Upon entering the grounds at Camp Sky-Y, I couldn’t shake the feeling that I had stepped back in time. From the fresh scent of pine trees to the tiny log cabins, I felt instantly at home in a world where every detail appeared exactly the way I had always imagined summer camp to be.
It was incredibly invigorating, like I was a kid again—ready to play tag, climb trees and tell ghost stories ’round a campfire.
This is exactly the response Dave Fermoile, senior executive director at Camp Sky-Y for the past 10 years—the YMCA Camp located in Prescott, Ariz.—is hoping to achieve. Fermoile and the rest of the staff at Camp Sky-Y have dedicated themselves to providing kids a place to experience all the benefits that traditional camp entails.
Part of Arizona history
Camp Sky-Y was founded in 1938 with the help of Arizona Sen. Barry Goldwater and has been an Arizona mainstay ever since. Parents and even grandparents now bring their children and grandchildren to the place where their own childhood memories were made.
From the Opening Jamboree to the end-of-week Pinecone Dedication Ceremony—where campers’ memories can rise with the smoke and stay in the pines forever—there is a spirit of community and nostalgia intertwined in this place.
If your childhood was deprived of summer camp adventures the way mine was, you might not realize just how impactful those memories can be.
Michelle Zimmermann can attest to the difference a summer camp like Camp Sky-Y can make in a child’s life.
Zimmermann began attending Camp Sky-Y when she was 6 years old. (She is now 21 and a senior at Arizona State University.) After spending several years as a camper, Zimmermann worked her way up through the Camp Sky-Y ranks—from counselor to village leader to head female counselor to her current role as staff and cabin-life director.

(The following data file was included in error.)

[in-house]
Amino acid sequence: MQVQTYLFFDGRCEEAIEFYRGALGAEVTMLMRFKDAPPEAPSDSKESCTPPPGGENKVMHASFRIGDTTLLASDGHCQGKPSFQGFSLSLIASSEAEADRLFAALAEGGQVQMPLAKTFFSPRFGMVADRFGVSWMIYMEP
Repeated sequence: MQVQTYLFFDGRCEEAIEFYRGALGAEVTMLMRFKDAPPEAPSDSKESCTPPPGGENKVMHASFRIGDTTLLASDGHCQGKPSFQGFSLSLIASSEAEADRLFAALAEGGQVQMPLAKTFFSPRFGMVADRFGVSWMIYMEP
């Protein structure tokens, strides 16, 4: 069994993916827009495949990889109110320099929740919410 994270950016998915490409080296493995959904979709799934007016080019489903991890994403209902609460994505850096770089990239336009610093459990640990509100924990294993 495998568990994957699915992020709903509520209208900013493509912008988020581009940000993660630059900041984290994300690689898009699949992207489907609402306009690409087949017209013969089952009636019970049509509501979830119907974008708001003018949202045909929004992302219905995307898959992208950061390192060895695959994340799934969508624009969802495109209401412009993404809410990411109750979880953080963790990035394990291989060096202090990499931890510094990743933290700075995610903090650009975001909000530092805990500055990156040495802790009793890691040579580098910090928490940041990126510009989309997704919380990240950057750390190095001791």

Zimmermann explains that Camp Sky-Y has a special place in her heart, and working here gives her a chance to “give back to a place that has given so much to me.”
Zimmermann describes with fondness her childhood memories from Camp Sky-Y and even talks about how it helped her through some tough times she experienced growing up.
The summer her parents were getting a divorce, Zimmermann says she was able to find some much needed time away at Camp Sky-Y. One year, Zimmermann’s father passed away while she was at camp.
“Everything that I am is because of the people that helped raise me while I was here,” says Zimmermann.
Zimmermann is now engaged to a fellow staff member she met at Camp Sky-Y, and she is passionate about providing kids with the same positive, life-changing experiences that she had as a camper.
What those experiences will be is unique to each camper, but it’s nice to know there’s a place where the values of childhood are timeless and can be accessed through a short drive into the pines of Prescott.
Editor’s note: This is the fourth article in our 2016 series of stories from writers and staff members who spend a day at summer camp. See more “My Day at Camp” stories.